This cast explains how to improve an especially important relationship during economic downturns: your boss's peers.
Your boss's peers play an important role in a downturn. There are two reasons that come to mind right away. The first is one that's important at all time, but heightened during a slow economy. It's their willingness to help you achieve what you need achieved, usually by interceding on your behalf with their directs.
If you have a good relationship with your boss's peers, they are much more likely to talk to one of their directs on your behalf, AFTER having given you 5 minutes to state your case for why one of their team isn't doing what you need them to do. They're much more likely to make a phone call for you, or look over a presentation that you need pre-wired.
And during a downturn, almost every manager and executive tightens their circle of concern a little . . . or a LOT. If you have a good relationship with a peer of your boss, you're more likely to have a shot at these kinds of things even when things aren't going so well.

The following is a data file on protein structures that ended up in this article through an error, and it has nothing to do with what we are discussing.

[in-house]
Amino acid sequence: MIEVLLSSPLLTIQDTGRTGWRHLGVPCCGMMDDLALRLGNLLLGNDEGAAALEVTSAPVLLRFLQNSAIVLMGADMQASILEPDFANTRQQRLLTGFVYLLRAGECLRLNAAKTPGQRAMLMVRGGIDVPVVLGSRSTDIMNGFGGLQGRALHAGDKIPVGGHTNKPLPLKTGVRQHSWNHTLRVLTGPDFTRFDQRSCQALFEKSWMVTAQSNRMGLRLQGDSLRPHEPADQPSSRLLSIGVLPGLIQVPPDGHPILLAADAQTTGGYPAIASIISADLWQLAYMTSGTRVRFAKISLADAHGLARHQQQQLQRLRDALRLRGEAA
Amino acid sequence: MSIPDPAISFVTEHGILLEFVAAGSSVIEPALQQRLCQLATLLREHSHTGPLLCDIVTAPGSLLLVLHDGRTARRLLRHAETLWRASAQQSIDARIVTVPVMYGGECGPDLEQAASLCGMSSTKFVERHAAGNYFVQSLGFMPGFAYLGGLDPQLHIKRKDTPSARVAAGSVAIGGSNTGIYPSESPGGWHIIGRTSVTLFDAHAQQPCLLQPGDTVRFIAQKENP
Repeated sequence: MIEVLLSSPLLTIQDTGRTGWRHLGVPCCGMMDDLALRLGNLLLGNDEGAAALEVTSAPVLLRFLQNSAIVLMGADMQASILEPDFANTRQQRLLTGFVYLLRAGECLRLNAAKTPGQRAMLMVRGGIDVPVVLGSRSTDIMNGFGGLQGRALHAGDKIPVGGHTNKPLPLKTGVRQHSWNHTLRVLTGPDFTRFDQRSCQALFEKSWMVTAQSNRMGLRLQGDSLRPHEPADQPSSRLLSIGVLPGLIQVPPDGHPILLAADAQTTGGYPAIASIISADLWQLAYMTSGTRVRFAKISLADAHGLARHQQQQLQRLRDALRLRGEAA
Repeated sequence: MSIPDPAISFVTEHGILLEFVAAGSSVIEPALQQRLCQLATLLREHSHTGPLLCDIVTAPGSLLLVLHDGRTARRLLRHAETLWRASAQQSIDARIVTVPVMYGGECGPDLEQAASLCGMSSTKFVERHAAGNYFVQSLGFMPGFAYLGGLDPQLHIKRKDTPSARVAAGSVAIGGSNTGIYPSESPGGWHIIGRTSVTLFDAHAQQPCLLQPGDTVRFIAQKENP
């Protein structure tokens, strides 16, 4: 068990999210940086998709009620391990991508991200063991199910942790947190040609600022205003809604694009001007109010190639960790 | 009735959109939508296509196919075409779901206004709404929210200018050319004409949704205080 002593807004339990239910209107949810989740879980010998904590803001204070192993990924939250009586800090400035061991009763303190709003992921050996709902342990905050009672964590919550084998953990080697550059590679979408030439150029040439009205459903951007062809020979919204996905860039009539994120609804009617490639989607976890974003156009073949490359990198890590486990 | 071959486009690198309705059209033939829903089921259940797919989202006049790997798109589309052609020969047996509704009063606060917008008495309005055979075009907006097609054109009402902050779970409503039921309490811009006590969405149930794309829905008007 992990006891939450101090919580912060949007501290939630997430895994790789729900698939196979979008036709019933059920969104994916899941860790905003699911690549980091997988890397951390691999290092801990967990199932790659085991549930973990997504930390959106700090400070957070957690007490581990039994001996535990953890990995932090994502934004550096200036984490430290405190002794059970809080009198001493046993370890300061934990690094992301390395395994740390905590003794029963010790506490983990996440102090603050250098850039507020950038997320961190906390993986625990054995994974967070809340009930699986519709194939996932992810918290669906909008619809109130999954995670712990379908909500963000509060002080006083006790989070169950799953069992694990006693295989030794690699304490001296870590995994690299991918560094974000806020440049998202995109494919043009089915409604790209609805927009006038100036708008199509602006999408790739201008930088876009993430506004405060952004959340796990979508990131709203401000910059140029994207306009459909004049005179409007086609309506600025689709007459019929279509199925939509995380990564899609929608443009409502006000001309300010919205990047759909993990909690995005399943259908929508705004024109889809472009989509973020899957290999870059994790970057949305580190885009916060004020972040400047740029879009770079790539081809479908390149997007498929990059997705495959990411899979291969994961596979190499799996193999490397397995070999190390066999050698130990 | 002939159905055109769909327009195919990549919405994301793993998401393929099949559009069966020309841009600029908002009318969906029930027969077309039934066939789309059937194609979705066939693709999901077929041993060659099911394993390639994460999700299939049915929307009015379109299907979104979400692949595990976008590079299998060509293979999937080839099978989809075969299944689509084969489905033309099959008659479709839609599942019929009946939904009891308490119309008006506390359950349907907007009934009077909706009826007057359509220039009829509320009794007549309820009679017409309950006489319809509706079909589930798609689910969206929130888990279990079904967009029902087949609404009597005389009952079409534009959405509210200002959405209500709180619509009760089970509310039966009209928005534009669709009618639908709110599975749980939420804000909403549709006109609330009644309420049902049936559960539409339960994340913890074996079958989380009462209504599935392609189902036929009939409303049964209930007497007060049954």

The second reason, though, is the real hidden gem. Some of our listeners have already figured it out. Your boss's peers are likely going to be in the Steel Cage Deathmatch Meeting where your job security is determined. Being well perceived by the group who will make THAT decision is a Career Tools No Brainer.
How do we do it? We have three recommendations, each of which has some detailed guidance.
This Cast Answers These Questions
- Why do I need to know my boss's peer?
- How do I increase my job security during a downturn?
- How do I build relationships with my boss's peers?
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